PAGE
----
Manley Stacey Civil War Letters

From the collection of the Historical Society of Oak Park and River Forest, Illinois

Letter from L. M. Stout to Stacey – March 9, 1863

Watkins March 19th 1863

My Dear Friend Manley

For months past I have been intending to write to you. not because I have had anything specially interesting to write, but I have thought that amid the weary monotony of camp life perhaps a few lines from any friend would be acceptable and help to while away the long hours which the soldier spends far from home and its loved ones.

Long as I have thought of and defered writing doubtless my letter takes you by surprise and is what you were least looking for. I hear from your Father occasionally and through him from you, I can imagine how much of a sacrifice you must have made when you chose a soldiers lot and became for the present a willing exile from the home and friends so dear to you, but thousands of the noblest bravest of America’s sons have made like sacrifices, and their memories shall be forever enshrined in the hearts of the loyal mothers and sisters of the North. Every soldier is dear to me, and a uniform bespeaks for any one a hearty welcome here, perhaps I had better qualify that sentence a little, there are those among the officers course tryanical brutal men, without one spark of tru patriotism, without regard for their men, or one virtuous principle, such men I scorn, and turn with loathing from, the contemplation of their acts of injustice. I hope you are blest with good officers who have the welfare of their men at heart, for there are hardships enough to be endured in a soldiers life at the best & judging from what I know of your career since you enlisted I presume you know already more of the sufferings of a life in camp than I am able to imagine.

My Brother who was among the first volunteers is now 8 miles below Acquia at Belle Plain the Brigade (Gen Patricks) are Provost Guards, their duty is hard as they come on guard every third day & night but their time of service expires the middle of May and they are full of anticipations of a return to home and friends, but death even in this short space of time may call for some of them, and while we hope we also fear,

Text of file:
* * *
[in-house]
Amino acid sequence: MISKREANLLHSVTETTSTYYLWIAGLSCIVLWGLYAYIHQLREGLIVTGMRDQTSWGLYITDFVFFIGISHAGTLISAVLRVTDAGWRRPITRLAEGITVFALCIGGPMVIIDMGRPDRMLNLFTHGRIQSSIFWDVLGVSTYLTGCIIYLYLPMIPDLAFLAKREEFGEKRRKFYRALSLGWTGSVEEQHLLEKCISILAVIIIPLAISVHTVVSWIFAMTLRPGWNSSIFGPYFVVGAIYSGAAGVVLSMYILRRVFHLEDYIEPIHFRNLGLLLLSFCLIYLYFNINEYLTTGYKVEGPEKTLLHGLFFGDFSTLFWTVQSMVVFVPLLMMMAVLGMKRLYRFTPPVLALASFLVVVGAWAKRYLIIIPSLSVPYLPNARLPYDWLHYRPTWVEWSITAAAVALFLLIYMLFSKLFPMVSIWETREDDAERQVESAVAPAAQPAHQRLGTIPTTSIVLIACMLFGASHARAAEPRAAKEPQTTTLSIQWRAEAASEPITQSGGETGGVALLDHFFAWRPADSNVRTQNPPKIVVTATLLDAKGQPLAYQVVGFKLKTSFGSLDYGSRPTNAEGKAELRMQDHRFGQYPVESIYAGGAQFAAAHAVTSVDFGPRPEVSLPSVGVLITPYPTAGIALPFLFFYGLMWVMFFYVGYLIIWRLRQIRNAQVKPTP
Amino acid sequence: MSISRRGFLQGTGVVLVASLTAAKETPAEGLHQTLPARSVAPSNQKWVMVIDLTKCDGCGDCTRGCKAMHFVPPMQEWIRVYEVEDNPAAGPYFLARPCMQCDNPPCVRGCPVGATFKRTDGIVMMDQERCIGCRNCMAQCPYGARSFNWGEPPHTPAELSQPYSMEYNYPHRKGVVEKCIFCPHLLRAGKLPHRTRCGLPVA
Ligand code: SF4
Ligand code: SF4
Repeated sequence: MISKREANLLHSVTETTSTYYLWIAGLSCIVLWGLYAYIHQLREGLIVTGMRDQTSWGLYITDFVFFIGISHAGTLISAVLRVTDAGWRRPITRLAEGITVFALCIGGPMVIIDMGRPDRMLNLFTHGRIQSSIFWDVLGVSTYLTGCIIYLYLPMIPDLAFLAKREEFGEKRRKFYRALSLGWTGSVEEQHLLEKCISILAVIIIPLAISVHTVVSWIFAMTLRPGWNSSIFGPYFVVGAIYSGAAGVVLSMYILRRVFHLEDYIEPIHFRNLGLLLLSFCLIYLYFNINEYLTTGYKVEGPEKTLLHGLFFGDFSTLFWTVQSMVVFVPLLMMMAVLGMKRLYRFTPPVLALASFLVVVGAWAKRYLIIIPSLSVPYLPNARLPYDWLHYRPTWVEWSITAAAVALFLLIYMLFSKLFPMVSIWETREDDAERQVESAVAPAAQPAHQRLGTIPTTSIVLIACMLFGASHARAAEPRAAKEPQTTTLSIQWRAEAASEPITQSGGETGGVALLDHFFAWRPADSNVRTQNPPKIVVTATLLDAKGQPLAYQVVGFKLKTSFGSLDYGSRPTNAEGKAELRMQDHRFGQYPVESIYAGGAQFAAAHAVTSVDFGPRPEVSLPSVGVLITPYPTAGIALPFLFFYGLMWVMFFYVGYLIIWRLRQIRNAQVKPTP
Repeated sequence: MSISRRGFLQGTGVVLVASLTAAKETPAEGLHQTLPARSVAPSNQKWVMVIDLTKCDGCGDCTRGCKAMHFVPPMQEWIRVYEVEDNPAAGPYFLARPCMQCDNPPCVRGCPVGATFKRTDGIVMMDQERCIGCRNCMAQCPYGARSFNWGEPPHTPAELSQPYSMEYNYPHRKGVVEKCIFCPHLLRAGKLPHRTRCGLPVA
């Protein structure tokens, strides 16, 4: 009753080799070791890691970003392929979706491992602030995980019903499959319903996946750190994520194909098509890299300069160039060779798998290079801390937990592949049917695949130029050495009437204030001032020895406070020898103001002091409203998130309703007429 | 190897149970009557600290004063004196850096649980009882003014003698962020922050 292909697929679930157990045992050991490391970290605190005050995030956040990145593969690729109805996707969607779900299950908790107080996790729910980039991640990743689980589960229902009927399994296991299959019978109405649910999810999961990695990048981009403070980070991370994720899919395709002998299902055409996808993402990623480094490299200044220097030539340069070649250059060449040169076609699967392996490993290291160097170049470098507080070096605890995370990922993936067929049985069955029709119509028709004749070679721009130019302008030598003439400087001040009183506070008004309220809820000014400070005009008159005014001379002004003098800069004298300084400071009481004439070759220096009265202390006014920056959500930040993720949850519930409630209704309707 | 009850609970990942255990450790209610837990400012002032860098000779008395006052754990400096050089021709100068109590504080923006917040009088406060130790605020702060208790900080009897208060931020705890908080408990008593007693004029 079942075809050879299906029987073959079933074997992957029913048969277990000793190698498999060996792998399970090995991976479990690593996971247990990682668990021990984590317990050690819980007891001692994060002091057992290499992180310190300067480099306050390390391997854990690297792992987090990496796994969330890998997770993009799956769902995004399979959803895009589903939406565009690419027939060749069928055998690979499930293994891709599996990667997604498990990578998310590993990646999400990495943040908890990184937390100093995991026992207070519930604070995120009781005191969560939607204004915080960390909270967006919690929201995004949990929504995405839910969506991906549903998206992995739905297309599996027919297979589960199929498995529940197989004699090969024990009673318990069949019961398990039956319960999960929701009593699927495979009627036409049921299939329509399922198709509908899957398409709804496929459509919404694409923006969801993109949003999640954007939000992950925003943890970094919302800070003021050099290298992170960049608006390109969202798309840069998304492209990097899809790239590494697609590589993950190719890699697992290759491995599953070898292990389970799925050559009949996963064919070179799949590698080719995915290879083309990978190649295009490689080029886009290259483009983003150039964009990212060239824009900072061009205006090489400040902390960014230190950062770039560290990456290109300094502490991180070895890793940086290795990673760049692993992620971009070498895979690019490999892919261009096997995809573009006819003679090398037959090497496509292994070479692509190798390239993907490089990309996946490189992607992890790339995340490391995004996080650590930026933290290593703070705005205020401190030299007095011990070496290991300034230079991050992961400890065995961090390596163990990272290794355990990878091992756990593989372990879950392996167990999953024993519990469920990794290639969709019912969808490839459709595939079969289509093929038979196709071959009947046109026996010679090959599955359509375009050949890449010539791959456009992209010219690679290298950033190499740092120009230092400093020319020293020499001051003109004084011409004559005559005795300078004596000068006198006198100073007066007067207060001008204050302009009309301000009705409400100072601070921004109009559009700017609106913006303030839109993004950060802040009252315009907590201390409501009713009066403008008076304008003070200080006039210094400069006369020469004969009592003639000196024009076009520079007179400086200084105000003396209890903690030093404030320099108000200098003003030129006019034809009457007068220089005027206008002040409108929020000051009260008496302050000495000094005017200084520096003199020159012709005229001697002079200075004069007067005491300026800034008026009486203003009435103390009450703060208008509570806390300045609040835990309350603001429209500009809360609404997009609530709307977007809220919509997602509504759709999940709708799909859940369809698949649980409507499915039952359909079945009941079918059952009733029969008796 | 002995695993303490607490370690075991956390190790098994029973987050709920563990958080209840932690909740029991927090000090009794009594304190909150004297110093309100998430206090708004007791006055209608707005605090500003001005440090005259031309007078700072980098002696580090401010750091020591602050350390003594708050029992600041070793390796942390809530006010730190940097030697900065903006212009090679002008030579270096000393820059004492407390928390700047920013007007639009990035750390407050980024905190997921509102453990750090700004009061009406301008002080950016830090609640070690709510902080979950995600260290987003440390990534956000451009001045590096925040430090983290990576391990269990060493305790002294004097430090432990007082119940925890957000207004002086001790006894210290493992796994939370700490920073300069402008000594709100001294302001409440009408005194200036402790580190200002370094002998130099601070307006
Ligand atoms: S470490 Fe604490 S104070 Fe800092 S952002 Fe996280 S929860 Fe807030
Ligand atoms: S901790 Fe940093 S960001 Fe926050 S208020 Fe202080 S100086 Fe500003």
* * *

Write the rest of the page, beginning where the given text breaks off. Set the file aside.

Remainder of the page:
Doubtless you miss very much the religious priveliges which you have always enjoyed, but the Presence of God is every where and I hope you hold fast your christian integrity and faithfully serve Him to whom in youth you gave your heart, remembering that His promise is “I will never have nor forsake you,” Now this is a poor attempt at a letter, but I would very much like to hear from you, about your mess mates officers, Chaplain and should read with very great interest your daily experience in camp life, I would like to keep track of your wanderings while you are in the army, Are you among the three years men? Now I must bid you Good night, hoping you will excuse the liberty I have taken and answer my scrawl. May God Bless & protect you is the prayer of Your true Friend

L. M. Stout

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Manley Stacey

born October 29, 1842

died December 26, 1863

Written during the battle of Gettysburg, July 1-3, 1863

"When we camped last, we could see the wounded coming in, those that were able to walk, and the cavalry horses coming in riderless. This showed us that something was going on...I think this will be an awful battle very soon and of course we are in for it...It is a sad sight to see the wounded brought in on stretchers, the poor boys all covered with blood & as pale as death.

"Last night at 4 PM we were ordered to march and form in Line of battle on our left. After a great deal of confusion, we got formed and then we were ordered to advance, right in the face of the rebel guns who were firing their grape and canisters into us by wholesale...After a great deal of marching and counter marching, we were ordered to charge on a rebel battery. We were now right in front of our canons, advancing on their guns, the rebel sharpshooters in our rear picking off our officers. This was an awful time the shells taking the men down by ranks. While we were marching, a man was shot, and the Blood was spilling all over my face, it perfectly Blinded me.

"At 1 PM we were shelled by 100 guns, all concentrated on the force supporting the battery. There we laid behind a stone wall, the shells passing over us and killing the men all around me. Three men were killed and thrown across me, covering me with blood. While we were laying here, a shell struck a stone in the wall and killed a man throwing the man across my legs and the stone striking me in the back & doubling me up.

"We have got about 18 men now in the Company fit for duty and 150 in the Regiment. We went in the fight with over 400, and have yet now 150."

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